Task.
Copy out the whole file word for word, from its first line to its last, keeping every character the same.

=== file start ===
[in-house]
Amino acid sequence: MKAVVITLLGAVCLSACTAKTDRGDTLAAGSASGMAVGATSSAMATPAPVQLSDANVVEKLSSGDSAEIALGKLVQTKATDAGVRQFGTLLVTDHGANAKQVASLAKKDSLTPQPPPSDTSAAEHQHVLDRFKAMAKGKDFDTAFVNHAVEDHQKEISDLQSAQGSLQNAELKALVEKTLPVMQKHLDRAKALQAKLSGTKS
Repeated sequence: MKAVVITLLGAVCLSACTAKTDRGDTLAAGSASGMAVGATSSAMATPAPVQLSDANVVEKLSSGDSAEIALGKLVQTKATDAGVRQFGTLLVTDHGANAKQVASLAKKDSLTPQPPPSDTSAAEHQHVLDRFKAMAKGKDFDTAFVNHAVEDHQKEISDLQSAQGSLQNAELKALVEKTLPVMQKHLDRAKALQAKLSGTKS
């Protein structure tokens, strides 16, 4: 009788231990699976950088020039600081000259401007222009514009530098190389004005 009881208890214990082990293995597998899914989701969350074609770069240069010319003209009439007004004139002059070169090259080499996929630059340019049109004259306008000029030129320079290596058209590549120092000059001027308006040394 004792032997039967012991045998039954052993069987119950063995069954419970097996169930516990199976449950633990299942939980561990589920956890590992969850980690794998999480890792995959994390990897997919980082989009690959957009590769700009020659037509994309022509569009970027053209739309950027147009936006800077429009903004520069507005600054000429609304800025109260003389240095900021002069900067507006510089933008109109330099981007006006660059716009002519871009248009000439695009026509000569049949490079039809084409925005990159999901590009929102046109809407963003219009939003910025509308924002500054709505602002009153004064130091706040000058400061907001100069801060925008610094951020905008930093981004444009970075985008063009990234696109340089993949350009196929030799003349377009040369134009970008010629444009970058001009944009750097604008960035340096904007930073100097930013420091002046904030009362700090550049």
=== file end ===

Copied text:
[in-house]
Amino acid sequence: MKAVVITLLGAVCLSACTAKTDRGDTLAAGSASGMAVGATSSAMATPAPVQLSDANVVEKLSSGDSAEIALGKLVQTKATDAGVRQFGTLLVTDHGANAKQVASLAKKDSLTPQPPPSDTSAAEHQHVLDRFKAMAKGKDFDTAFVNHAVEDHQKEISDLQSAQGSLQNAELKALVEKTLPVMQKHLDRAKALQAKLSGTKS
Repeated sequence: MKAVVITLLGAVCLSACTAKTDRGDTLAAGSASGMAVGATSSAMATPAPVQLSDANVVEKLSSGDSAEIALGKLVQTKATDAGVRQFGTLLVTDHGANAKQVASLAKKDSLTPQPPPSDTSAAEHQHVLDRFKAMAKGKDFDTAFVNHAVEDHQKEISDLQSAQGSLQNAELKALVEKTLPVMQKHLDRAKALQAKLSGTKS
């Protein structure tokens, strides 16, 4: 009788231990699976950088020039600081000259401007222009514009530098190389004005 009881208890214990082990293995597998899914989701969350074609770069240069010319003209009439007004004139002059070169090259080499996929630059340019049109004259306008000029030129320079290596058209590549120092000059001027308006040394 004792032997039967012991045998039954052993069987119950063995069954419970097996169930516990199976449950633990299942939980561990589920956890590992969850980690794998999480890792995959994390990897997919980082989009690959957009590769700009020659037509994309022509569009970027053209739309950027147009936006800077429009903004520069507005600054000429609304800025109260003389240095900021002069900067507006510089933008109109330099981007006006660059716009002519871009248009000439695009026509000569049949490079039809084409925005990159999901590009929102046109809407963003219009939003910025509308924002500054709505602002009153004064130091706040000058400061907001100069801060925008610094951020905008930093981004444009970075985008063009990234696109340089993949350009196929030799003349377009040369134009970008010629444009970058001009944009750097604008960035340096904007930073100097930013420091002046904030009362700090550049």